CO2 and CH4 isotope compositions and production pathways in a tropical peatland

M. Elizabeth Holmes, Jeffrey P. Chanton, Malak M. Tfaily, Andrew Ogram

Research output: Contribution to journalArticlepeer-review

39 Scopus citations

Abstract

While it is widely recognized that peatlands are important in the global carbon cycle, there is limited information on belowground gas production in tropical peatlands. We measured pore water methane (CH4) and carbon dioxide (CO2) concentrations and δ13C isotopic composition and CH4 and CO2 production rates in peat incubations from the Changuinola wetland in Panama. Our most striking finding was that CH4 was depleted in 13C (-94‰ in pore water and produced at -107‰ in incubated peat) relative to CH4 found in most temperate and northern wetlands, potentially impacting the accuracy of approaches that use carbon isotopes to constrain global mass balance estimates. Fractionation factors between CH4 and CO2 showed that hydrogenotrophic methanogenesis was the dominant CH4 production pathway, with up to 100% of the CH4 produced via this route. Far more CO2 than CH4 (7 to 100X) was measured in pore water, due in part to loss of CH4 through ebullition or oxidation and to the production of CO2 from pathways other than methanogenesis. We analyzed data on 58 wetlands from the literature to determine the dominant factors influencing the relative proportions of CH4 produced by hydrogenotrophic and acetoclastic methanogenesis and found that a combination of environmental parameters including pH, vegetation type, nutrient status, and latitude are correlated to the dominant methanogenic pathway. Methane production pathways in tropical peatlands do not correlate with these variables in the same way as their more northerly counterparts and thus may be differently affected by climate change.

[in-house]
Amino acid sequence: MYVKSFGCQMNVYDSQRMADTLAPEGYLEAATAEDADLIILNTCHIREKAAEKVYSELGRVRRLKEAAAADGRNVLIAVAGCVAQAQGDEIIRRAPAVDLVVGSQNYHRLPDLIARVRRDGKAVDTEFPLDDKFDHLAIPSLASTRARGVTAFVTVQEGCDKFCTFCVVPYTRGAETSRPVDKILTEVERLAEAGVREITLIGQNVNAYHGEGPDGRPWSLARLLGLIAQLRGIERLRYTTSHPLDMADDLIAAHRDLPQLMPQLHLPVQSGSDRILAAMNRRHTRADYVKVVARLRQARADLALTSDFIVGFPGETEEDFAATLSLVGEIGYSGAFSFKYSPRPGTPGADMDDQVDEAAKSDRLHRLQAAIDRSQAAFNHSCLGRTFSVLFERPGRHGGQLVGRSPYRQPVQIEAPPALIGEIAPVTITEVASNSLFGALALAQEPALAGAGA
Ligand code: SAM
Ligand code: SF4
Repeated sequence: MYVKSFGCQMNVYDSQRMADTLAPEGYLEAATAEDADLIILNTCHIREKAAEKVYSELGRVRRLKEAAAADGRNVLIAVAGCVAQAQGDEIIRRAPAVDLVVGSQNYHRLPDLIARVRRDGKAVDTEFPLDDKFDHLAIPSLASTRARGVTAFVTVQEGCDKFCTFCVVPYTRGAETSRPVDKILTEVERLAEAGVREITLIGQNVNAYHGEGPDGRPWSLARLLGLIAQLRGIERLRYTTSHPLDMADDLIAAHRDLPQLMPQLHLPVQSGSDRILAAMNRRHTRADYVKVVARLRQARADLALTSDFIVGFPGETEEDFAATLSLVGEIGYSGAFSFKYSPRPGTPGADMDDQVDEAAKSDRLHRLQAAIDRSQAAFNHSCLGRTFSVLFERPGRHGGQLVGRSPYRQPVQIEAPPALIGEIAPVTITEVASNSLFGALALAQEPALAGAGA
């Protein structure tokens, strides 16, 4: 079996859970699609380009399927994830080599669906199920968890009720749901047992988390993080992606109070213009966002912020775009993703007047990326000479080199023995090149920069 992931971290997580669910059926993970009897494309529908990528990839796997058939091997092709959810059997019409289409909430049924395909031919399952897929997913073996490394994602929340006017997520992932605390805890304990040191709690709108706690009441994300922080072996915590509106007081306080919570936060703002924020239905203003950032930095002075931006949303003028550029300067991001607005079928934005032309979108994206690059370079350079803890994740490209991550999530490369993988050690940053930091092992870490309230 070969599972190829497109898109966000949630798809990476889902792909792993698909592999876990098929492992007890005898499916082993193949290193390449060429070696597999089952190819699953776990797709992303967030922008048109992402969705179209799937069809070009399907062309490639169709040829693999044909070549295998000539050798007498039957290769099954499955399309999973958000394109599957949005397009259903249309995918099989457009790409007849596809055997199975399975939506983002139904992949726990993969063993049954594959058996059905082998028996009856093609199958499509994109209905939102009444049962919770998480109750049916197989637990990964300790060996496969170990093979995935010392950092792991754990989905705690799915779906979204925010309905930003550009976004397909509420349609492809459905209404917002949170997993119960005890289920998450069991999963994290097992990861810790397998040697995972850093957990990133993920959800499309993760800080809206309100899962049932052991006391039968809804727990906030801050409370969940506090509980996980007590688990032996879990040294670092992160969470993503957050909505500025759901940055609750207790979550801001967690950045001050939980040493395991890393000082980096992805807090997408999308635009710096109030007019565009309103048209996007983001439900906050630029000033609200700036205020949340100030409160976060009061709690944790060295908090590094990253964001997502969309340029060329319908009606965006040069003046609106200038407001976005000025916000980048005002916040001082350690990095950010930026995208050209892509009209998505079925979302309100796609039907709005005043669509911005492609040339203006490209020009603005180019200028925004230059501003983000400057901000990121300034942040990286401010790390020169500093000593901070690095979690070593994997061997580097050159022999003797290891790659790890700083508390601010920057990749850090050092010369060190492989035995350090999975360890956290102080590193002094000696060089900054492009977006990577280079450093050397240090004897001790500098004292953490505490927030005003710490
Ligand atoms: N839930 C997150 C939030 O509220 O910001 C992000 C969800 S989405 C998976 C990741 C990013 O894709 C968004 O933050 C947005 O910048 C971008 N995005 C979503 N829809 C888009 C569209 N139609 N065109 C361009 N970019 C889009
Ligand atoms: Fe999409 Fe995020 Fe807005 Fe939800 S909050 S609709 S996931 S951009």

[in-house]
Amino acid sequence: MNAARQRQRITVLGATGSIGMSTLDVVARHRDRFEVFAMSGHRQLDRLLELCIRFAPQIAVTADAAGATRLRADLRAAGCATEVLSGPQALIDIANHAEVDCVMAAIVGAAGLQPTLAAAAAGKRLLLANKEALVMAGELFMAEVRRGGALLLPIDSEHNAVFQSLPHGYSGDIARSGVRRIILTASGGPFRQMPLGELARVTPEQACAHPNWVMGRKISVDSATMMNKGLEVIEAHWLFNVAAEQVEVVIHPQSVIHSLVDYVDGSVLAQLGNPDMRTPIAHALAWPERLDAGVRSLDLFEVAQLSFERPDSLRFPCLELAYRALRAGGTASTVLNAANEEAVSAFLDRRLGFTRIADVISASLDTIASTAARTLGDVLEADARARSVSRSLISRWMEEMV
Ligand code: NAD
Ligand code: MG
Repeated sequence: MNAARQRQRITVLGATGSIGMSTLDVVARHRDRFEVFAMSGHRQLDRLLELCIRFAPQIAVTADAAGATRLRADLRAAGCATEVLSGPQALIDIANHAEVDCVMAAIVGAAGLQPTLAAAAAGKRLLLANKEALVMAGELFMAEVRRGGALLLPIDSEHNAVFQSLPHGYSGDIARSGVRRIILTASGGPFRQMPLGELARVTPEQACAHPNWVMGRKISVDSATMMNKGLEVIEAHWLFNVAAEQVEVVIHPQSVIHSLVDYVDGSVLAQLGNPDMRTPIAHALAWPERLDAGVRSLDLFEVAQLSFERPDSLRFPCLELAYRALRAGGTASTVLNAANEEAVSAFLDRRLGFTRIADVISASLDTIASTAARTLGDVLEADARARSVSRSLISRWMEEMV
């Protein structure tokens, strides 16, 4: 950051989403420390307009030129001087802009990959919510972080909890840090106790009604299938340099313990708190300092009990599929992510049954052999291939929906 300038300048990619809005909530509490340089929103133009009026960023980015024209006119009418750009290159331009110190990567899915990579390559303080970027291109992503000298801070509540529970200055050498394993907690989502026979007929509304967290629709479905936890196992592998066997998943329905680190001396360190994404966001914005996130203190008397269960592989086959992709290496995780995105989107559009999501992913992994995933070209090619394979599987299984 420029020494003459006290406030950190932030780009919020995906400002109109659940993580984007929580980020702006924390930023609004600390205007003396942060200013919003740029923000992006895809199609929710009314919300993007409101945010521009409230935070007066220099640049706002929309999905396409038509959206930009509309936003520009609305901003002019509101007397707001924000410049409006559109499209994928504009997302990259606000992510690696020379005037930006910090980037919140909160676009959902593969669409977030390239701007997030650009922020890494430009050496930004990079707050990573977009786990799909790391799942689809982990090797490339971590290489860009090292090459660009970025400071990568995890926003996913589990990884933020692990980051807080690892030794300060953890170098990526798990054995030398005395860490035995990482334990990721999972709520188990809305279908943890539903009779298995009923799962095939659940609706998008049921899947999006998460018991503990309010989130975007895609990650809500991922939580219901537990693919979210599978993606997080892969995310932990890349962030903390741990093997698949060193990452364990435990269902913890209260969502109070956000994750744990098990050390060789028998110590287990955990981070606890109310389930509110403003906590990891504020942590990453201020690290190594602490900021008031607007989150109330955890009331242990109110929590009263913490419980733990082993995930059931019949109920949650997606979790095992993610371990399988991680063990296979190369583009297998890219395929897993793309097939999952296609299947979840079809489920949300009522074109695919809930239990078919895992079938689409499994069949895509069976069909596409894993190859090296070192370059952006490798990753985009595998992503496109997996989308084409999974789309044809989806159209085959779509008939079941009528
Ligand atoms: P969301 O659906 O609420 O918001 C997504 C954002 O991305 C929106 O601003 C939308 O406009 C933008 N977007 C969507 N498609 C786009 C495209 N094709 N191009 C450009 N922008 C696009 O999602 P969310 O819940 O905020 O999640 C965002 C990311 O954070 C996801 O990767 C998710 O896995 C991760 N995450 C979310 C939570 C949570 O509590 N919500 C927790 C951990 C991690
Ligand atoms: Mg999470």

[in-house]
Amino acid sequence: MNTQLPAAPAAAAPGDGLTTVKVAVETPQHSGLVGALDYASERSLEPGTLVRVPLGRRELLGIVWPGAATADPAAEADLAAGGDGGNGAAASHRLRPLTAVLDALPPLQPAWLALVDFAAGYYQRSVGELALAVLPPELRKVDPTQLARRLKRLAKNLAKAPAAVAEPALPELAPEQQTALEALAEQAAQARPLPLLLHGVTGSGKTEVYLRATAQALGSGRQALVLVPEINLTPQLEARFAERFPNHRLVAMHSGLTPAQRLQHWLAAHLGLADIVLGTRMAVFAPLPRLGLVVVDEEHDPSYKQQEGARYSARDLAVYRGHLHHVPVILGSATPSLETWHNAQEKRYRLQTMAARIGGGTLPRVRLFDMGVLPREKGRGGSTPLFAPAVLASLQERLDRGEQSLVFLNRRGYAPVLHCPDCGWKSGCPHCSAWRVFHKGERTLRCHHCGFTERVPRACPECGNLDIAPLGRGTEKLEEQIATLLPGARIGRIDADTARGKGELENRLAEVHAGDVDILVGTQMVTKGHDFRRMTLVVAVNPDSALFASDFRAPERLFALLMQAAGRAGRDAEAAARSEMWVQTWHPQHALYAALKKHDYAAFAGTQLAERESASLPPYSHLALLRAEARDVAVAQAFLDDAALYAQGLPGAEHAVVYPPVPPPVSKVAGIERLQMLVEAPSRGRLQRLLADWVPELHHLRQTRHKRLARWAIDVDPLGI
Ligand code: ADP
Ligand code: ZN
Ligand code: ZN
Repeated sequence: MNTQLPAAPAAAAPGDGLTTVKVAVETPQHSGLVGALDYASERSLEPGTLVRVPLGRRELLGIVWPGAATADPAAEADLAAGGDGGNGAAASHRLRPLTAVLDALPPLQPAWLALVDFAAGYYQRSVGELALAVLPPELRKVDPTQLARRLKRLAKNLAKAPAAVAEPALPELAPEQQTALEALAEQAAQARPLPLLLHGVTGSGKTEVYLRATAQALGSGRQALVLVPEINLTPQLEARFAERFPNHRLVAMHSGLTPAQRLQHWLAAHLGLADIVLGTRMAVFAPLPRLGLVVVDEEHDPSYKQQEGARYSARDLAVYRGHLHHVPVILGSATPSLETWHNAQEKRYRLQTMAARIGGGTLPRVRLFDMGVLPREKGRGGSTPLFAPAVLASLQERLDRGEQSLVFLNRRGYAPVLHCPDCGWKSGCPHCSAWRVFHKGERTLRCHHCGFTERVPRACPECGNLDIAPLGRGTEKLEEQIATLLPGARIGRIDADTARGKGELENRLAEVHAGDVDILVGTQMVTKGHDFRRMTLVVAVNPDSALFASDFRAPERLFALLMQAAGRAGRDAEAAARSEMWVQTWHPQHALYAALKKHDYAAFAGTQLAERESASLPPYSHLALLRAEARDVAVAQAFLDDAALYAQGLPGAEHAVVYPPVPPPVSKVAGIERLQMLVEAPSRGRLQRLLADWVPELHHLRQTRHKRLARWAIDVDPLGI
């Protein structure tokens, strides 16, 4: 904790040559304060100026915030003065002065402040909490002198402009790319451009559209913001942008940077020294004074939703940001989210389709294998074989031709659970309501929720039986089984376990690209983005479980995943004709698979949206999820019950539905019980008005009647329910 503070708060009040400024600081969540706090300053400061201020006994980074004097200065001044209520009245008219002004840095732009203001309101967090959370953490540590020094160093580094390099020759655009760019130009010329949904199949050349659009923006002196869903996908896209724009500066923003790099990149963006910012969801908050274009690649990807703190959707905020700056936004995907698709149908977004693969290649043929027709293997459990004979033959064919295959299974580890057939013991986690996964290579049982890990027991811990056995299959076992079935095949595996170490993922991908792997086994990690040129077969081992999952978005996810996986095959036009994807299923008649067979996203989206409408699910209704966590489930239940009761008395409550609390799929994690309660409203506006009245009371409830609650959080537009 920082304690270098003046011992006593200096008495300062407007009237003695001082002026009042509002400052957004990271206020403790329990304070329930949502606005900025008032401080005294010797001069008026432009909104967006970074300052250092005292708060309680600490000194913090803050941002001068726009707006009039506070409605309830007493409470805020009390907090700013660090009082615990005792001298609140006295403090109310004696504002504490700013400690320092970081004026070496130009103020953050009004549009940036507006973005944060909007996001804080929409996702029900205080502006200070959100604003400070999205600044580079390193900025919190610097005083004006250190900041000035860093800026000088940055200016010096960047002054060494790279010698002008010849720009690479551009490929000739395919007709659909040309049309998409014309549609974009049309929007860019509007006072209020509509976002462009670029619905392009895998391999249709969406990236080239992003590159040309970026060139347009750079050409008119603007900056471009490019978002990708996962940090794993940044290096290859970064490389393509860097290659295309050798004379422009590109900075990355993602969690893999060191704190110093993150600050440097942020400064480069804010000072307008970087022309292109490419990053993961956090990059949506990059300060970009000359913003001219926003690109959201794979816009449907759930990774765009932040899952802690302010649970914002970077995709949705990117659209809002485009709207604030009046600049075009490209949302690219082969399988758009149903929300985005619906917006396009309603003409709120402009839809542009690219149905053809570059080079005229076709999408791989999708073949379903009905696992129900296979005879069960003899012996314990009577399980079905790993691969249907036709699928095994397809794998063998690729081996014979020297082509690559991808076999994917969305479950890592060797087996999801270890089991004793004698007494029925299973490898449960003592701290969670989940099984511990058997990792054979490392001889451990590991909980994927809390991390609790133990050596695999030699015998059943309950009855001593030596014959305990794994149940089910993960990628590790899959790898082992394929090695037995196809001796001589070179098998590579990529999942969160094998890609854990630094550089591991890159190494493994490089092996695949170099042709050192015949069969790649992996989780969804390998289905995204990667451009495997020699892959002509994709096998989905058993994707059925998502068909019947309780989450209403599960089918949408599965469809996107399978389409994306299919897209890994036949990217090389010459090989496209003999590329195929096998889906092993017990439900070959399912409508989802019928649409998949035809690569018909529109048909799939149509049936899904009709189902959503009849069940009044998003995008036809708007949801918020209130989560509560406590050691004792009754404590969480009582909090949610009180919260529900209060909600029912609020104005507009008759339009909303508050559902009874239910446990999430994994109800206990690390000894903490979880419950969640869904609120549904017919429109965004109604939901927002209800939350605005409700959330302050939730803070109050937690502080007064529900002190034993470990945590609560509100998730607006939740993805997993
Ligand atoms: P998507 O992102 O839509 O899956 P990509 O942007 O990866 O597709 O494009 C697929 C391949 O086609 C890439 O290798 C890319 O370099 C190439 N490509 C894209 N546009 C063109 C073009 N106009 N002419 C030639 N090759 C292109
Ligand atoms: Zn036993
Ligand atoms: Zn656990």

Original languageEnglish (US)
Pages (from-to)1-18
Number of pages18
JournalGlobal Biogeochemical Cycles
Volume29
Issue number1
DOIs
StatePublished - Jan 2015
Externally publishedYes

Keywords

  • carbon dioxide
  • isotope
  • methane
  • peat
  • tropical wetland

ASJC Scopus subject areas

  • Global and Planetary Change
  • Environmental Chemistry
  • General Environmental Science
  • Atmospheric Science

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